In Flanders Fields

In Flanders Fields

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You don’t have to be in Flanders very long before you start to breathe in the history of the area. Horrible things have happened in the fields across Northern France and Belgium, like the Battle of Waterloo and the Battle of the Bulge. These are the kinds of things that hang in the air for centuries; they seep into your blood.

There is a famous poem written by John McCrae that is worth reading. Its also been put to music by my favorite band, Big Head Todd and the Monsters.

In Flanders fields the poppies blow
Between the crosses, row on row,
That mark our place: and in the sky
The larks still bravely singing fly
Scarce heard amid the guns below.

We are the dead: Short days ago,
We lived, felt dawn, saw sunset glow,
Loved and were loved: and now we lie
In Flanders fields!

Take up our quarrel with the foe
To you, from failing hands, we throw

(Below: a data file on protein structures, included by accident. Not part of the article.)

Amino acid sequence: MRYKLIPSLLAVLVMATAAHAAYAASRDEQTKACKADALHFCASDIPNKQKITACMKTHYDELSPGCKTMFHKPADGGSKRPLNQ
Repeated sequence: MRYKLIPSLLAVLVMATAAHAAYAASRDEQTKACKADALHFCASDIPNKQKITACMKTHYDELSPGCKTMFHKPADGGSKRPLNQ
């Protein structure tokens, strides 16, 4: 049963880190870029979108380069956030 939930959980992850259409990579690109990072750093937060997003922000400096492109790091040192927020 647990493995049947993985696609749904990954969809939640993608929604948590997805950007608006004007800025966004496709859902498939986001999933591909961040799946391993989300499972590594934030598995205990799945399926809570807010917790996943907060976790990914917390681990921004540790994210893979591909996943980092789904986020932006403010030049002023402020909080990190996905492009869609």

The torch: be yours to hold it high
If ye break faith with us who die,
We shall not sleep, though poppies grow
In Flanders fields

Take a moment to remember the fallen with us.

// Folklore // The Hardmen

  1. It really is a pity at how the First World War gets so easily forgotten, when it was so fundamental in shaping the modern age. I spent three weeks while teaching High School World History explaining the break in western society that happens at the First World War.

  2. @Mason
    Come to Australia on April 25 – ANZAC Day. You will see that WWI is definitely not forgotten in this part of the world.

  3. I always find it sobering to think what went on in Flanders in WW1 when driving throught that area.

    On a trip back from the TdF in 2009 we stopped by at the Vimy Ridge memorial. Well worth a visit if you’re ever in the area.